In the loosest definition, cannibalistic chicken behaviors include picking at or pecking other birds’ various body parts with the aggressor’s beak. These behaviors range from very mild (a few pecks as a reminder of social status, as mentioned earlier) to severe, resulting in irreparable injury and death. Egg eating is also considered cannibalistic and certainly a frustratingly bad habit for the chicken keeper to deal with, but it doesn’t compromise the safety and health of a flock as other cannibalistic behaviors do.
Thankfully, severe cannibalistic behaviors are not to be expected in a vigorous, socially healthy chicken flock. With spacious living quarters that are devoid of harsh, artificial lighting and abundant in fresh air and sunlight; ample calcium supplements, food and water supplies; and clean housing, cannibalistic behaviors will be reduced, if not eliminated entirely.
Despite your best efforts, you might notice some cannibalistic behaviors in the wake of a predator attack, the introduction of new hens or the removal of older birds. Whatever the case, if you see cannibalism in action, it’s critically important that you take it very seriously.
Chickens are ruthless about maintaining a strong social structure—after all, any weak, ill or injured birds will slow down the rest, making the entire flock a target for predation or the spread of disease. To humans, cannibalistic behavior can seem pretty callous, but these behaviors are their means for survival. It’s only when conditions are inadequate that cannibalism can turn deadly. If you see or suspect cannibalistic behaviors in your flock, take action immediately. Investigate the situation and determine the source: Is a hen injured or ill and now being targeted? Are the chickens bored? Is the coop too small? Are newcomers struggling to integrate? Remedy the situation by determining the cause of cannibalism.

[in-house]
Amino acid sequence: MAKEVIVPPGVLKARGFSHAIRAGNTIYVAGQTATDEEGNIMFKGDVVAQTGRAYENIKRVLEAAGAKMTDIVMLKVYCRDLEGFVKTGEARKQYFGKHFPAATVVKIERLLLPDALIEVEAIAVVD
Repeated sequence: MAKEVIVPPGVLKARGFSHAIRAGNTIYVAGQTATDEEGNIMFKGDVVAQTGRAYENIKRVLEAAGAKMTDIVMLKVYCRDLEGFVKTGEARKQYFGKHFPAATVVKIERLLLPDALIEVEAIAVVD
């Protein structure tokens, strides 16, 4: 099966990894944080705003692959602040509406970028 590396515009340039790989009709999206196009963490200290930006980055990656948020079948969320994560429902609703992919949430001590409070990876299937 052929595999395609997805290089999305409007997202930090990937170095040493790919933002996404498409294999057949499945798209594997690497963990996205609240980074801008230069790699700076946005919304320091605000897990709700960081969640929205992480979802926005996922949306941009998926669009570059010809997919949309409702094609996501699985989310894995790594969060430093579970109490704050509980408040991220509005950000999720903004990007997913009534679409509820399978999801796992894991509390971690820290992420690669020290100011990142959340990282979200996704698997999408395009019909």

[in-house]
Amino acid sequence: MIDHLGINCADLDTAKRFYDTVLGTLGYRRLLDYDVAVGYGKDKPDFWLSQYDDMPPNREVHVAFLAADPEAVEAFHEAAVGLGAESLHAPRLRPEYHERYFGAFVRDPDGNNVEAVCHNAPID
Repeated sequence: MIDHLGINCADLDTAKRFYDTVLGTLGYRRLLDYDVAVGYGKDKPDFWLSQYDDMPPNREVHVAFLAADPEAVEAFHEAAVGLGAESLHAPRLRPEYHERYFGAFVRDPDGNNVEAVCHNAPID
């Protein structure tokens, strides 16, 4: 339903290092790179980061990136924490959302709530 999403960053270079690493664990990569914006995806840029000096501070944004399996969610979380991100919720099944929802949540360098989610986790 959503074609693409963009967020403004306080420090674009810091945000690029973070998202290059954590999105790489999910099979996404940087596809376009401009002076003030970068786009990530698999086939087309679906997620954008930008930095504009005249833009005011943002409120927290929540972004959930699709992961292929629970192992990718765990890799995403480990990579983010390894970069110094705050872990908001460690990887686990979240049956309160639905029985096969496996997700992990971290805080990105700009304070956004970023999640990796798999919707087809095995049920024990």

Keeping the Peace
As a chicken keeper, your first priority is to set the stage for a peaceful flock environment. That might not be your intention, but creating coop and housing space with the following requirements will keep social structure clean and honest and the chicken drama to a minimum.
- Create Space: Give the flock enough coop space and room to roam—a minimum of 10 square feet per bird—and you’ll ensure that more submissive birds are able to get away from a bully if necessary.
- Add Food/Water Sources: If your best peacekeeping efforts still find a few lower-ranked birds being pushed to the periphery and chased away from food and water, put out additional feeders and waterers with multiple stations if space allows.
- Reduce Bright Lights: For brooders, only use red heat bulbs. Remember, chickens establish hierarchy from Day 1, so even those tiny balls of fluff in the brooder are working on their social system. Tensions can run a bit higher in a brooder if they’re under artificial lighting 24/7. If you choose to light the coop in the shorter days of winter for an adult laying flock, be sure to set the lights on a timer to give the birds adequate dark time for sleep. You may extend daylight with artificial light to up to 16 hours of total light exposure per day without ill effects, but after that, allow the coop to be dark for the remainder of the night.
Be intentional about how and when you introduce new chickens to an existing flock. Every time a bird joins or leaves a flock, the pecking order is reestablished. Frequent additions or subtractions can leave the birds stressed from all the shuffling, which may in turn lead to cannibalism.
This article appeared in the November/December 2015 issue of Chickens.